Is  Nonie Darwish a racist? Now an American, she grew up a Muslim in Egypt,  the daughter of an Egyptian general whose family was part of President  Nasser’s inner circle. Darwish founded Former Muslims United  with Ibn Warraq, an organization dedicated, in part, to helping Muslims  reject the inherent intolerance, violence, and supremacism in their  doctrine. Darwish is the author of two books critical of Islam, Cruel and Usual Punishment: The Terrifying Global Implications of Islamic Law, and Now They Call Me Infidel: Why I Renounced Jihad for America, Israel, and the War on Terror. And she is an outspoken critic of Sharia law.

Is  Brigitte Gabriel a racist? She’s an Arab, born in Lebanon. Gabriel watched her country become an Islamic state. Lebanon was a Christian country and “the jewel of the Middle East” when she was young. But the Muslims in Lebanon, supported by Syria and Iran, slowly became more militant until they turned the country into a war zone. She made her way to America only to find, to her horror, the Muslim Brotherhood here in her newly adopted country, going down the same road. She decided to warn her fellow Americans about the dire results you can expect from appeasing orthodox Muslims, so she founded  ACT! for America, a grassroots organization dedicated to educating the public about Islam’s prime directive. Gabriel is the author of two books, They Must Be Stopped: Why We Must Defeat Radical Islam and How We Can Do It, and Because They Hate: A Survivor of Islamic Terror Warns America.

Is Mark Gabriel a racist? Born in Egypt, he became an Islamic scholar in the Muslim world’s most prestigious university. Early fears by relatives that Gabriel would grow up a Christian because he had been breastfed by a Christian woman resulted in him being given a thorough Islamic education. So he grew up immersed in Islamic culture and was sent to Al Azhar school at the age of six. By the time Gabriel was twelve years old he had memorized the Quran completely. After graduating from Al-Azhar University with a Master’s degree, he was offered a position as a lecturer at the university. During his research, which involved travel to Eastern and Western countries, Gabriel became more distant from Islam, finding its history, “from its commencement to date, to be filled with violence and bloodshed without any worthwhile ideology or sense of decency. I asked myself ‘What religion would condone such destruction of human life?’ Based on that, I began to see that the Muslim people and their leaders were perpetrators of violence.” On hearing that Gabriel had “forsaken Islamic teachings” the authorities of Al Azhar expelled him from the University on 17 December, 1991 and asked for him to be released from the post of Imam in the mosque of Amas Ebn Malek in Giza city. The Egyptian secret police then seized Gabriel and placed him in a cell without food and water for three days, after which he was tortured and interrogated for four days before being transferred to Calipha prison in Cairo and released without charge a week later. He escaped Egypt and has since written several books, including, Islam and Terrorism.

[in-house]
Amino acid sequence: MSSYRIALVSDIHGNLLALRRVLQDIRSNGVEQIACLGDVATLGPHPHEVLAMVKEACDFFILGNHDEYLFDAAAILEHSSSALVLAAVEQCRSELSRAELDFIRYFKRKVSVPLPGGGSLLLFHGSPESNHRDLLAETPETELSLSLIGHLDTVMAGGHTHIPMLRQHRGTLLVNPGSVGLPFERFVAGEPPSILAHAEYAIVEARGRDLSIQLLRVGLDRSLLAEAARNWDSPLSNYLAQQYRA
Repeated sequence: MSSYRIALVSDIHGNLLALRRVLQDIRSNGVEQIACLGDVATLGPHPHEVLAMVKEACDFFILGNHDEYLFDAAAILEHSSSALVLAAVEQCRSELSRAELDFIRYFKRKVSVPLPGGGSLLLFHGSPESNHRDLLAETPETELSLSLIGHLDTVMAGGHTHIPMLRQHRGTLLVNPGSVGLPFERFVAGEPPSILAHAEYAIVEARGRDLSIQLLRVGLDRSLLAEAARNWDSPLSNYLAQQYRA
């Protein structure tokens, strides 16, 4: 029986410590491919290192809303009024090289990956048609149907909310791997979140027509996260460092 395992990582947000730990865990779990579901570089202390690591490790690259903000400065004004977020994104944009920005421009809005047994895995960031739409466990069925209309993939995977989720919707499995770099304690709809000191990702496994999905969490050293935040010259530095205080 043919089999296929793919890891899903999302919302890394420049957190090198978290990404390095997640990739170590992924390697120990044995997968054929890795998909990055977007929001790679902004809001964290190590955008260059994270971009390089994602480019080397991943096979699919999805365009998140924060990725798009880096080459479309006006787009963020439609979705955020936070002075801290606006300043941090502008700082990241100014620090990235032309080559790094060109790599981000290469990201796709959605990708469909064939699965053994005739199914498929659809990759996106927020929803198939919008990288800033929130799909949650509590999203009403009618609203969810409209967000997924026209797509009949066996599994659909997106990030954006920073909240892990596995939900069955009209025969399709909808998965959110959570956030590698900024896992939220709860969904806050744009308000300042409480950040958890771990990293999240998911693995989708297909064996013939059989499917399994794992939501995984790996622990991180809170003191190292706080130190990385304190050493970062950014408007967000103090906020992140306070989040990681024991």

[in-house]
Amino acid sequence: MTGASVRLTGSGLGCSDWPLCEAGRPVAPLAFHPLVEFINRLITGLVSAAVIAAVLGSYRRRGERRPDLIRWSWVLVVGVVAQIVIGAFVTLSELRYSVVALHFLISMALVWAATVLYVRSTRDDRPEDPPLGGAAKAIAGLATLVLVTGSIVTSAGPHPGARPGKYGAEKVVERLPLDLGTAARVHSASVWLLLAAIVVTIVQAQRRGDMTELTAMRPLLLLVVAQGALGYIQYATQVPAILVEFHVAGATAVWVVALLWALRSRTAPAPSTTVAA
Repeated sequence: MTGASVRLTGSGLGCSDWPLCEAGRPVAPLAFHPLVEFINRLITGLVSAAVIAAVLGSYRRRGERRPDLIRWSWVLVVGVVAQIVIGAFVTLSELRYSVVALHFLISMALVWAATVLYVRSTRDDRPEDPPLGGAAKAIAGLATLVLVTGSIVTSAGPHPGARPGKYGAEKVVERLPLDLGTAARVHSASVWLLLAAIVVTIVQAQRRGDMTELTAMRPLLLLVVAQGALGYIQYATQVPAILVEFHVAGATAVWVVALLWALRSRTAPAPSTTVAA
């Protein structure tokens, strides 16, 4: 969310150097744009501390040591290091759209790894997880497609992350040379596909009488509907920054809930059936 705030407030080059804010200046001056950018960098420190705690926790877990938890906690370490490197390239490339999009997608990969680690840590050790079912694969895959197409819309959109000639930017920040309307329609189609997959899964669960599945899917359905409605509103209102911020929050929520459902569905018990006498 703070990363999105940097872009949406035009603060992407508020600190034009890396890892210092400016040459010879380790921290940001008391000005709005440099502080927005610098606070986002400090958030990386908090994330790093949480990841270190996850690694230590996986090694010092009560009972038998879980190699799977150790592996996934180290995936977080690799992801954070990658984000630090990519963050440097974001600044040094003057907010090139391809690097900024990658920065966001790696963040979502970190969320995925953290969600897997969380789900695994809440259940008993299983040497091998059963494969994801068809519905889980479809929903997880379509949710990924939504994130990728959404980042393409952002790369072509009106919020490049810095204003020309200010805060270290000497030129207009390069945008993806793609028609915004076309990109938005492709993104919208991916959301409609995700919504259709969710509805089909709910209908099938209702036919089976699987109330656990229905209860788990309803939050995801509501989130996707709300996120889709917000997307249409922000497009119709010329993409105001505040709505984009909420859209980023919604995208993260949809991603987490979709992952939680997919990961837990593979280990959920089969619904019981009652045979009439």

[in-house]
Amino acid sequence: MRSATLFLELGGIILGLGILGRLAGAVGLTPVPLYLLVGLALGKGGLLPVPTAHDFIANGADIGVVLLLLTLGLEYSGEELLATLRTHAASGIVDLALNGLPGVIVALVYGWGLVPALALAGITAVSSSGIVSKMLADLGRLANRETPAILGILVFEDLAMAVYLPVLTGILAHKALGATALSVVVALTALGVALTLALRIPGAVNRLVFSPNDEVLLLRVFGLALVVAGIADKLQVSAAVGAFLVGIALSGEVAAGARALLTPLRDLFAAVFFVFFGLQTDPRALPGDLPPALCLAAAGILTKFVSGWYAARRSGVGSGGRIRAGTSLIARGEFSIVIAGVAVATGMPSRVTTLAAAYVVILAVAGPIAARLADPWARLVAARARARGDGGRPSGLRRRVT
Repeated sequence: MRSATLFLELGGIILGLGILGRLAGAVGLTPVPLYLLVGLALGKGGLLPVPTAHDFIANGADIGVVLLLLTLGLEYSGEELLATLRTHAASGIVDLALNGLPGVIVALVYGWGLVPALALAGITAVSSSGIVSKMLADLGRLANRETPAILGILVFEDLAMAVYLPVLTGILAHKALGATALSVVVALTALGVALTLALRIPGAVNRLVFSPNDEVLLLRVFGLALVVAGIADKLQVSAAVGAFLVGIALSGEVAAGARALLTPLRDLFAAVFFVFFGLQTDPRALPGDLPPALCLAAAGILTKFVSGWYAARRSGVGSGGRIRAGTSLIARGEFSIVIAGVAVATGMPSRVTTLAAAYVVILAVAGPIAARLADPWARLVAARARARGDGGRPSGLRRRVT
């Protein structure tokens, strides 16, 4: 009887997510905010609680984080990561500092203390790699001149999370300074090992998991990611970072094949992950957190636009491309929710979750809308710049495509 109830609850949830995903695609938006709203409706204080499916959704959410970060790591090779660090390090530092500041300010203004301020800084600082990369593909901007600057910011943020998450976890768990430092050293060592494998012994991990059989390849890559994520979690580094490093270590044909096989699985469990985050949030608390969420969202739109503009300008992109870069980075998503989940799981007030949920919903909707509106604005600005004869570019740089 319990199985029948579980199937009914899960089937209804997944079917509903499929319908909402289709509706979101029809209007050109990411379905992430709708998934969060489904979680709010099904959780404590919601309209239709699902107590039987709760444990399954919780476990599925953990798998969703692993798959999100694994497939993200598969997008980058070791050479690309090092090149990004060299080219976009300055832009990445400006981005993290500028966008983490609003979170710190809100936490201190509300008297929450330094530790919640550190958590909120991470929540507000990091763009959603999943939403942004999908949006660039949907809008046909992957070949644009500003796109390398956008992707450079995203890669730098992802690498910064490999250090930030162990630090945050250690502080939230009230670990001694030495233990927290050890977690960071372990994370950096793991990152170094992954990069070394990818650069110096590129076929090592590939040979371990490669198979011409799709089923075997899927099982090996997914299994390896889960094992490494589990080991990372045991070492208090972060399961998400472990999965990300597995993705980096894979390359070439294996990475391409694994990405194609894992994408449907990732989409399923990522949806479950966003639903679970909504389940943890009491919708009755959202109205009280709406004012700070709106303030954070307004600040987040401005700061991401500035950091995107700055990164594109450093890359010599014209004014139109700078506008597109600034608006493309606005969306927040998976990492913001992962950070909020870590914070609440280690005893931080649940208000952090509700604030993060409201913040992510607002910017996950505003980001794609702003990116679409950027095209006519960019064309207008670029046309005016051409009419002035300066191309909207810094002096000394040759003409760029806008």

Is Walid Shoebat a racist? He’s a Palestinian immigrant to the United States  and a former PLO militant. Shoebat was born in  Bethlehem, the grandson of the Mukhtar of Beit Sahour, an associate of Grand Mufti of Jerusalem.  In 1993, Shoebat converted to Christianity after studying the  Jewish Bible for six months in response to a challenge from his wife,  initially trying to persuade her to convert to Islam. After the September 11 attacks in 2001, Shoebat began to criticize Islam publicly. He has appeared on mainstream media around the world and has been an expert witness on a number of documentaries on orthodox Islam. Shoebat argues that parallels exist between radical Islam and Nazism. He says, “Secular dogma like Nazism is less dangerous than Islamofascism that we see today…because Islamofascism has a religious twist to it; it says ‘God the Almighty ordered you to do this’…It is trying to grow itself in fifty-five Muslim states. So potentially, you could have a success rate of several Nazi Germanys, if these people get their way.”